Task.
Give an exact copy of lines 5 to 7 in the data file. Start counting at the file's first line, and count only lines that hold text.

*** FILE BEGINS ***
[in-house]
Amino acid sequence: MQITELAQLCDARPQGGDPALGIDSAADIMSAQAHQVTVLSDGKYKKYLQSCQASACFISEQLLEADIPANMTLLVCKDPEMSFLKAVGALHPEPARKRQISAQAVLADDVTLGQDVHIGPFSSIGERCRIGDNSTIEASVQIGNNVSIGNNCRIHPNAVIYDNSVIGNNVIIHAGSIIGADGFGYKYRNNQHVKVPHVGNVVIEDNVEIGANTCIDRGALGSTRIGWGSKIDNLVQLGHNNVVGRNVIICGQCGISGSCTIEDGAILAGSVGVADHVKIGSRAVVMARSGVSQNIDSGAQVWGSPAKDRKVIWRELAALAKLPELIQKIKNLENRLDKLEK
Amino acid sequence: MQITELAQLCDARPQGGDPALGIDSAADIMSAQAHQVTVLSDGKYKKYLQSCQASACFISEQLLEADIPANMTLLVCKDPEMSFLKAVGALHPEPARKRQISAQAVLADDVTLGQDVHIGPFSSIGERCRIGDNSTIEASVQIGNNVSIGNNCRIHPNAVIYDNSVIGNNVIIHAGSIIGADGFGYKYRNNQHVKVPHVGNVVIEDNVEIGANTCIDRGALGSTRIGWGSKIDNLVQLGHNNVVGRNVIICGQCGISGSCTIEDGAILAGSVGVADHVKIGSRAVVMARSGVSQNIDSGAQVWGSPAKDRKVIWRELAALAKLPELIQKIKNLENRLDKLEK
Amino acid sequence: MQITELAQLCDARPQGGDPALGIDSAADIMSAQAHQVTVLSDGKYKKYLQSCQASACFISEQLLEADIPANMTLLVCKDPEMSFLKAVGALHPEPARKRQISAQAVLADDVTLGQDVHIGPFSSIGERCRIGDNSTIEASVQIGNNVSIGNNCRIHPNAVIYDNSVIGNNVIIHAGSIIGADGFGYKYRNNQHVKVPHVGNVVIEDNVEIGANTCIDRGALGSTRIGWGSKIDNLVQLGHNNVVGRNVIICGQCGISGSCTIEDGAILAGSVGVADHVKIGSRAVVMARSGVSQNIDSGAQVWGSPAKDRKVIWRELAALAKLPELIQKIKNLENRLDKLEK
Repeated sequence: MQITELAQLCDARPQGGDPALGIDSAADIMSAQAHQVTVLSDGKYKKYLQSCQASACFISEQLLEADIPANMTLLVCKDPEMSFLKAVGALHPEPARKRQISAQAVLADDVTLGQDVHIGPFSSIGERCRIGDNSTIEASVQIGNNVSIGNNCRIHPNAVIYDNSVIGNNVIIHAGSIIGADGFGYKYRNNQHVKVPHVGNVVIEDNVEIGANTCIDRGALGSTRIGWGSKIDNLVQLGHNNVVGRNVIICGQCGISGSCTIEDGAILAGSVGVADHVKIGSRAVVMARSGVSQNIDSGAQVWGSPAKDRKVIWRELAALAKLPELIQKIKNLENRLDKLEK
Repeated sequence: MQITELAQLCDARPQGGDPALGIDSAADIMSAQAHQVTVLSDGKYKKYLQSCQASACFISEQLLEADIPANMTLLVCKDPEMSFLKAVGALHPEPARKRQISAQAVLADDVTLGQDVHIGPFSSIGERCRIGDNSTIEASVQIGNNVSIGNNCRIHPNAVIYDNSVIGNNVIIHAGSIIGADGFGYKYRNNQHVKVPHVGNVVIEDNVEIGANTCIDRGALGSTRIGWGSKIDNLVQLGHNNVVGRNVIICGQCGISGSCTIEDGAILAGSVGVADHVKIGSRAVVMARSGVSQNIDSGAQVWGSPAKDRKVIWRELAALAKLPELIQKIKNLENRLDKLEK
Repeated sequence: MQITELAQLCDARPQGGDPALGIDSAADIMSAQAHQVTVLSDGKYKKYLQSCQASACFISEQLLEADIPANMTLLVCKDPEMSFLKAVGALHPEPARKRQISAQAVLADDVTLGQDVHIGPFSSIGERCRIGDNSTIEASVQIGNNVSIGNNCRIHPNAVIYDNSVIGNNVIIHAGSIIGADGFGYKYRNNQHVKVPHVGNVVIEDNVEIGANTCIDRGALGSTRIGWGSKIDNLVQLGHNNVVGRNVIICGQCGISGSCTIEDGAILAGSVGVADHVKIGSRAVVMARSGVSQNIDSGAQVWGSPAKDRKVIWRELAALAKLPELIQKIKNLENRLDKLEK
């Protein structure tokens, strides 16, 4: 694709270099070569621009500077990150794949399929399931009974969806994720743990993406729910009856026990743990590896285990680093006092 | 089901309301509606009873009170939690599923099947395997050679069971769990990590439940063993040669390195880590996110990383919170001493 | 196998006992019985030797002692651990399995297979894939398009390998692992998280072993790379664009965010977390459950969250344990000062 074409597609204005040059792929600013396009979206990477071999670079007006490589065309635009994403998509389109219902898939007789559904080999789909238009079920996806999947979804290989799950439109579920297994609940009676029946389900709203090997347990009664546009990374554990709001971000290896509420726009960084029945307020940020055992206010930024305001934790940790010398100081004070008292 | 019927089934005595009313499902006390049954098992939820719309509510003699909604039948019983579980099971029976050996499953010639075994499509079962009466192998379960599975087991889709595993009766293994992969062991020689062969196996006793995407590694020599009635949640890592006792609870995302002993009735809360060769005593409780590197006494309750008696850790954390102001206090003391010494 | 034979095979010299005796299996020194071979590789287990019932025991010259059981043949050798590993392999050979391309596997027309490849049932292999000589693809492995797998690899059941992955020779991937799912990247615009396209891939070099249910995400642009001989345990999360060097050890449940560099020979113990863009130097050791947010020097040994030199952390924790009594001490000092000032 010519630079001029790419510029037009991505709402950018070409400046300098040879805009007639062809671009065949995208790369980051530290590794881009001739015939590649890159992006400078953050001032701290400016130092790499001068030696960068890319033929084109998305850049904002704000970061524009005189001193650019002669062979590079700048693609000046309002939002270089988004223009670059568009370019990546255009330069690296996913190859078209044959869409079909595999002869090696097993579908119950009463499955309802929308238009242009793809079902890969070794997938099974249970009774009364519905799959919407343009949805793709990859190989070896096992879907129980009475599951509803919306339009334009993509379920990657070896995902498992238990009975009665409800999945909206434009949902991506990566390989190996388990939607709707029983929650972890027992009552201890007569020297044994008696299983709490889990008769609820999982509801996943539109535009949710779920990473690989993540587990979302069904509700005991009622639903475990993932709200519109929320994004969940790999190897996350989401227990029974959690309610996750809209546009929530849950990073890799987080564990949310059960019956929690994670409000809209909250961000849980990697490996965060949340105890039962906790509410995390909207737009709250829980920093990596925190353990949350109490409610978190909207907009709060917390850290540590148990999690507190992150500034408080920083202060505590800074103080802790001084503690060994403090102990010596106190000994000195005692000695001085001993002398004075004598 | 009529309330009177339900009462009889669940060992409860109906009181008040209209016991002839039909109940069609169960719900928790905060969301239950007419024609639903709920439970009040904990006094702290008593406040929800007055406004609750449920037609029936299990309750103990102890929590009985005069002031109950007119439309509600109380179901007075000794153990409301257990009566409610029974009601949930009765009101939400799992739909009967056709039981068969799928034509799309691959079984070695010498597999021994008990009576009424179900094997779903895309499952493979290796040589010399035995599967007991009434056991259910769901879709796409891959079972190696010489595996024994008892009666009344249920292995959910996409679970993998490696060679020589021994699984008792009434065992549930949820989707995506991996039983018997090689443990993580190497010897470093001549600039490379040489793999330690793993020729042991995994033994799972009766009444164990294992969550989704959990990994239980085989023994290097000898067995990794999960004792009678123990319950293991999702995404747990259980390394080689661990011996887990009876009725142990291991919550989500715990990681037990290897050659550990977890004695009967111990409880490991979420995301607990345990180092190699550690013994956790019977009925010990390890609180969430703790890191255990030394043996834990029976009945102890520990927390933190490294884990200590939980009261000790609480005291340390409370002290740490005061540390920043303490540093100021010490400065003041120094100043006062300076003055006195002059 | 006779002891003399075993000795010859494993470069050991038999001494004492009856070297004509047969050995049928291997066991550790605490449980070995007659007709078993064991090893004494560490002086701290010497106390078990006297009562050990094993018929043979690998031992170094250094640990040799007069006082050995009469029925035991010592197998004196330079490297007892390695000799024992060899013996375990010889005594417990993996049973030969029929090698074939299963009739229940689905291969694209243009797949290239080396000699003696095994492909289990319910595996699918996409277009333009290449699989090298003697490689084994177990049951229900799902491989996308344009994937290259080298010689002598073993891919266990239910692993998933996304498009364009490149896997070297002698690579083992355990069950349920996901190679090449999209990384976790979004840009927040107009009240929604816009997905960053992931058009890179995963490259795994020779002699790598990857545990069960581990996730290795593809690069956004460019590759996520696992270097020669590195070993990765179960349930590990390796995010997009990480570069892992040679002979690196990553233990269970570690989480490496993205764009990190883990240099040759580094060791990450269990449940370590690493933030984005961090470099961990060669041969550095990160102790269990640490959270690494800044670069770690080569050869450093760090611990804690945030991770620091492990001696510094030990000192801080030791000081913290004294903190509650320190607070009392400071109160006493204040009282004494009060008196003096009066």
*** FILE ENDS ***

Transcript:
Repeated sequence: MQITELAQLCDARPQGGDPALGIDSAADIMSAQAHQVTVLSDGKYKKYLQSCQASACFISEQLLEADIPANMTLLVCKDPEMSFLKAVGALHPEPARKRQISAQAVLADDVTLGQDVHIGPFSSIGERCRIGDNSTIEASVQIGNNVSIGNNCRIHPNAVIYDNSVIGNNVIIHAGSIIGADGFGYKYRNNQHVKVPHVGNVVIEDNVEIGANTCIDRGALGSTRIGWGSKIDNLVQLGHNNVVGRNVIICGQCGISGSCTIEDGAILAGSVGVADHVKIGSRAVVMARSGVSQNIDSGAQVWGSPAKDRKVIWRELAALAKLPELIQKIKNLENRLDKLEK
Repeated sequence: MQITELAQLCDARPQGGDPALGIDSAADIMSAQAHQVTVLSDGKYKKYLQSCQASACFISEQLLEADIPANMTLLVCKDPEMSFLKAVGALHPEPARKRQISAQAVLADDVTLGQDVHIGPFSSIGERCRIGDNSTIEASVQIGNNVSIGNNCRIHPNAVIYDNSVIGNNVIIHAGSIIGADGFGYKYRNNQHVKVPHVGNVVIEDNVEIGANTCIDRGALGSTRIGWGSKIDNLVQLGHNNVVGRNVIICGQCGISGSCTIEDGAILAGSVGVADHVKIGSRAVVMARSGVSQNIDSGAQVWGSPAKDRKVIWRELAALAKLPELIQKIKNLENRLDKLEK
Repeated sequence: MQITELAQLCDARPQGGDPALGIDSAADIMSAQAHQVTVLSDGKYKKYLQSCQASACFISEQLLEADIPANMTLLVCKDPEMSFLKAVGALHPEPARKRQISAQAVLADDVTLGQDVHIGPFSSIGERCRIGDNSTIEASVQIGNNVSIGNNCRIHPNAVIYDNSVIGNNVIIHAGSIIGADGFGYKYRNNQHVKVPHVGNVVIEDNVEIGANTCIDRGALGSTRIGWGSKIDNLVQLGHNNVVGRNVIICGQCGISGSCTIEDGAILAGSVGVADHVKIGSRAVVMARSGVSQNIDSGAQVWGSPAKDRKVIWRELAALAKLPELIQKIKNLENRLDKLEK